Christians would do well to remember what both Isaiah and Paul wrote. It applies to our time as much as it did to theirs. Too many believers don’t have the confidence they should have in their faith, their Scriptures, or their Savior. There is no equivalence at all between man’s wisdom and God’s.

Man’s view

From God, we move to the astonishment of those who came to believe in the Savior. But it was hard fought belief.

Who has believed our message and to whom has the arm of the Lord been revealed? (Isaiah 53:1 | TNIV)

Bible scholars love to debate who the “we” here is. Jews or Gentiles? Maybe both, since “the arm of the Lord” has embraced all people. Anybody who found Jesus has wondered in astonishment of a couple of things. First, we who love Jesus find hard to believe why so many don’t! “Who has believed our message,” indeed! Apparently few have!  Yet God in His great love and compassion has embraced all sinners who need saving. Why do so many people miss Jesus? It’s because He’s the unexpected Savior. Just read how Isaiah described Him in these verses.

He grew up before him like a tender shoot, and like a root out of dry ground. He had no beauty or majesty to attract us to him, nothing in his appearance that we should desire him. He was despised and rejected by others, a man of suffering, and familiar with pain. Like one from whom people hide their faces he was despised, and we held him in low esteem. (Isaiah 53:2 – 3 | TNIV)

Jesus didn’t come in power and glory. He came as one of us. Just an average guy who could feed 5,000 people with almost no food, walk on water, raise the dead, and change the weather. But Jesus wasn’t what people were looking for and He isn’t what people are looking for today. The great sadness is that people of every generation are looking for the same things: peace, happiness, contentment, security, love, and acceptance. But what they don’t know is that all those things are found only in once person: Jesus Christ.

Jesus Christ became a “man of suffering” because He became one of us, and suffering marks the human condition. Living the life He did and hanging on the Cross, Jesus experienced, if only for the briefest moments in eternity, what it is like to be one of us: lonely, sad, abandoned, betrayed, and suffering alone.

Surely he took up our pain and bore our suffering, yet we considered him punished by God, stricken by him, and afflicted. (Isaiah 53:4 | TNIV)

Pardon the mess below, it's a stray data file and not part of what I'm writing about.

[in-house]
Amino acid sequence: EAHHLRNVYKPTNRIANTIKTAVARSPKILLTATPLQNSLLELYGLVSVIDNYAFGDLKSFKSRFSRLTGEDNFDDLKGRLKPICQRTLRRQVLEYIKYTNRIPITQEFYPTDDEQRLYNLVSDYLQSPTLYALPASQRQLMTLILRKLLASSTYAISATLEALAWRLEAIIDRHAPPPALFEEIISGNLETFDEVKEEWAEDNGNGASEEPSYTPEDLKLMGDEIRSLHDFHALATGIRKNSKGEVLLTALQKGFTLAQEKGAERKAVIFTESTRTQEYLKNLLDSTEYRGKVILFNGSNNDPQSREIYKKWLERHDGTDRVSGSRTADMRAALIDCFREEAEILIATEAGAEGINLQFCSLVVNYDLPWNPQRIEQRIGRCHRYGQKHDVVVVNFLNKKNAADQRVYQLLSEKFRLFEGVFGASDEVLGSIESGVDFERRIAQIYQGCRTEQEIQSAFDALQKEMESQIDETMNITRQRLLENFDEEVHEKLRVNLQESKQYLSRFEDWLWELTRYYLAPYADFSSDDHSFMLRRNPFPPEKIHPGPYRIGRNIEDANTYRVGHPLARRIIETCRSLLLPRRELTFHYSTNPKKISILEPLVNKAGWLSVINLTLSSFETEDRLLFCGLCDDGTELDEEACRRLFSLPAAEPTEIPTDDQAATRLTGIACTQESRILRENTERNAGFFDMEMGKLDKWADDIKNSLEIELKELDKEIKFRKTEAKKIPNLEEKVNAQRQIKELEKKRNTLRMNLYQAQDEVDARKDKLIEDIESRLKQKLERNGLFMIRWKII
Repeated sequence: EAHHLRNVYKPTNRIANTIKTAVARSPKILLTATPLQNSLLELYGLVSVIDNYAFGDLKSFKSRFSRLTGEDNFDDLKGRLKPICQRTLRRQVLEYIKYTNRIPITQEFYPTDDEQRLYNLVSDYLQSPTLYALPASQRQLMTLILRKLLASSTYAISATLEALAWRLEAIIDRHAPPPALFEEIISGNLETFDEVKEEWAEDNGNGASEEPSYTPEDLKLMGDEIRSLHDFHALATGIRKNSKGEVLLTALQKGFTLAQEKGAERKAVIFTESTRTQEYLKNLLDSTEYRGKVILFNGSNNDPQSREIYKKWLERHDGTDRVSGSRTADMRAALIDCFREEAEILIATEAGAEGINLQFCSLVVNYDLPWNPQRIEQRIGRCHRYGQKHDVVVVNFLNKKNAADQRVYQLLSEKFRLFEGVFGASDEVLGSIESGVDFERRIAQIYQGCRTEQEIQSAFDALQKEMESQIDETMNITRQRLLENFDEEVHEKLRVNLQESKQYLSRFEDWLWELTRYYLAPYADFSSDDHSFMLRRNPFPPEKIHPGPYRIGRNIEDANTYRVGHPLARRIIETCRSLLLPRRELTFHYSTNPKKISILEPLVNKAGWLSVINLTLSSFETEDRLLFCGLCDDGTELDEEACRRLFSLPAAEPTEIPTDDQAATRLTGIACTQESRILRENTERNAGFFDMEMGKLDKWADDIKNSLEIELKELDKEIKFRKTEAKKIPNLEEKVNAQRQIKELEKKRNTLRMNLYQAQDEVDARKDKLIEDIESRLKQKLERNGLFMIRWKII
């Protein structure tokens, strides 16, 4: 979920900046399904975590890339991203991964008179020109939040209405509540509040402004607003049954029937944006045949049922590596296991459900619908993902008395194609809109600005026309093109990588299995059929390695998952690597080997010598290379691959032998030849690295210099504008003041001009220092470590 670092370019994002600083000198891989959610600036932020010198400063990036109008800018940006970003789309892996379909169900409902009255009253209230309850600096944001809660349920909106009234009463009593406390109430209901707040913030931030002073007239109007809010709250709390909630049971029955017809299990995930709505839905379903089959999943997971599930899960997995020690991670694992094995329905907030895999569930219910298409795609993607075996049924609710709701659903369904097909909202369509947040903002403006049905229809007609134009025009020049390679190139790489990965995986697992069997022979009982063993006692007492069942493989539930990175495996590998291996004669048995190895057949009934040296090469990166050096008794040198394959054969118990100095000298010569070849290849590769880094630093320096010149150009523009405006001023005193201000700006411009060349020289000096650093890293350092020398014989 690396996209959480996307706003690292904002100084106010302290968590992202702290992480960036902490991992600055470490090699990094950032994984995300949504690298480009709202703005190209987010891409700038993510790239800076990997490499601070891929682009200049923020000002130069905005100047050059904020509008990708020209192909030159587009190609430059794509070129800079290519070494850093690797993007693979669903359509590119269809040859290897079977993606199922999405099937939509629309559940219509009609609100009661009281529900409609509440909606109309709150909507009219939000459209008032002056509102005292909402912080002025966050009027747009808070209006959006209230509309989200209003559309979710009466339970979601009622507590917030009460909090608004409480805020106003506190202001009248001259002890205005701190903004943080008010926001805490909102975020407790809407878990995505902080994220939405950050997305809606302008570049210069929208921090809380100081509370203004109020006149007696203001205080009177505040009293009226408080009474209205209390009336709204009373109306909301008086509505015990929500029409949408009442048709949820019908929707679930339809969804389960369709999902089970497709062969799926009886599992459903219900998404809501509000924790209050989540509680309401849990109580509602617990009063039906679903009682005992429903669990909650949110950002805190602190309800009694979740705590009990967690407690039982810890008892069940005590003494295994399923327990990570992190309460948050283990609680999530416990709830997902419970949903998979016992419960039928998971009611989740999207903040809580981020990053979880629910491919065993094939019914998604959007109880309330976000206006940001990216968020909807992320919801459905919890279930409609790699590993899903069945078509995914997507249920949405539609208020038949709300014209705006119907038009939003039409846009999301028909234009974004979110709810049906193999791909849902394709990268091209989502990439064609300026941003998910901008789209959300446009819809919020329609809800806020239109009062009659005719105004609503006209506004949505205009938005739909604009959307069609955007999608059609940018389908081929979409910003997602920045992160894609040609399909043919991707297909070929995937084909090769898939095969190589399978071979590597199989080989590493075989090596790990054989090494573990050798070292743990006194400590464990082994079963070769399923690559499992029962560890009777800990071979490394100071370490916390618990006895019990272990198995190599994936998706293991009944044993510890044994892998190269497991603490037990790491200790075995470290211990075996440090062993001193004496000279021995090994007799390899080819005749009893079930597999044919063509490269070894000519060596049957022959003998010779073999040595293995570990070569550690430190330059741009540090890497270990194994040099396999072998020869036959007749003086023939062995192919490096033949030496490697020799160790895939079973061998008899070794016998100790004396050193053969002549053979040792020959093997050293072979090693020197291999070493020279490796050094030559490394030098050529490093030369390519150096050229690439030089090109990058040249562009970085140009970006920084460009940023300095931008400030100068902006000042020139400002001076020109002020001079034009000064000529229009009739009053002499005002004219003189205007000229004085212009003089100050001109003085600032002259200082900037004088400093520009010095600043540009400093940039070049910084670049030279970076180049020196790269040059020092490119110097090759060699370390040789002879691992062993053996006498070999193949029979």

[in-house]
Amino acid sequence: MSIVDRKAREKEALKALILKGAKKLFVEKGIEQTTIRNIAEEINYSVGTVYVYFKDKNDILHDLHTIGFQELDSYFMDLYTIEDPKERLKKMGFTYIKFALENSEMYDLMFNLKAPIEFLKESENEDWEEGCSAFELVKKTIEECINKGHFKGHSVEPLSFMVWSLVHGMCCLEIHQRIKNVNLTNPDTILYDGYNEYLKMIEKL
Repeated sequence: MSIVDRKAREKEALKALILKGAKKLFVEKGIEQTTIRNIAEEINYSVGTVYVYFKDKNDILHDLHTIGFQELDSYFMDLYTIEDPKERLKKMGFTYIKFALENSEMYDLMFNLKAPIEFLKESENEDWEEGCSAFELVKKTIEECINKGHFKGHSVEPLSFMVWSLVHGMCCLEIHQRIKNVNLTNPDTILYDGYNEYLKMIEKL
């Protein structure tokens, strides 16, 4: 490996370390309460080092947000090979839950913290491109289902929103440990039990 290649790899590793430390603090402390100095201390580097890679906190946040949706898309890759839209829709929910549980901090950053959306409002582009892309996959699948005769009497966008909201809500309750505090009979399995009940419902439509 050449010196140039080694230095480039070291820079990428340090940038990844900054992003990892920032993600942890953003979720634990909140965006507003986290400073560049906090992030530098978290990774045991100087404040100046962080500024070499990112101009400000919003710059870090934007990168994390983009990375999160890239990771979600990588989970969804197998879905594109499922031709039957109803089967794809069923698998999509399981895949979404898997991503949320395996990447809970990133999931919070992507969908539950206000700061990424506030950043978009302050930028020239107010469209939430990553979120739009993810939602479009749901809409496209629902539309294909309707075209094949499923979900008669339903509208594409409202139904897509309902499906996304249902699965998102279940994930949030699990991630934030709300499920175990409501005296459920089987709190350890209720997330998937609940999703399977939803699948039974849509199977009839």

We tend to focus on the first part of that verse, but it’s the second half that is the most telling: “…we considered him punished by God, stricken by him, and afflicted.” In other words, we saw everything Jesus went through, but we got it wrong. We didn’t understand what we were seeing. And most people today still don’t. People today still don’t understand Jesus. They don’t get what He did for them, which is why when you share your faith them, more times than not you get a blank stare for your efforts.

But you understand what Jesus did for you. He didn’t have any pain, until He felt yours. He never suffered, until He began to feel your suffering.

The facts

But he was pierced for our transgressions, he was crushed for our iniquities; the punishment that brought us peace was on him, and by his wounds we are healed. We all, like sheep, have gone astray, each of us has turned to our own way; and the Lord has laid on him the iniquity of us all. (Isaiah 53:5, 6 | TNIV)

The first four verses are basically what believers think about Jesus. Beginning with verse 5 are the facts. Let’s take a closer look.

Pierced for our transgressions. This simple phrase is really the basis of a wonderful theological doctrine: vicarious expiation. The English “pierced” comes from a Hebrew term meholal which means “pierced,” “transfixed,” or “bored through.” He was nailed – nailed for our pesha, our transgressions, which were our devious, deviant rebellions. The pain was all His, because of the sin that was all ours.

Crushed for our iniquities. Jesus Christ was shattered for our “inborn crookedness.” The Hebrew, medhukkdh, means “pulverized,” “crushed,” or “shattered,” and awonoth means not only “iniquities” but “twisted and perverted crookedness.” Our iniquity is basically our perverse, persistent, hopeless addiction to doing the things that hurt God, ourselves, and others. Our secret sins.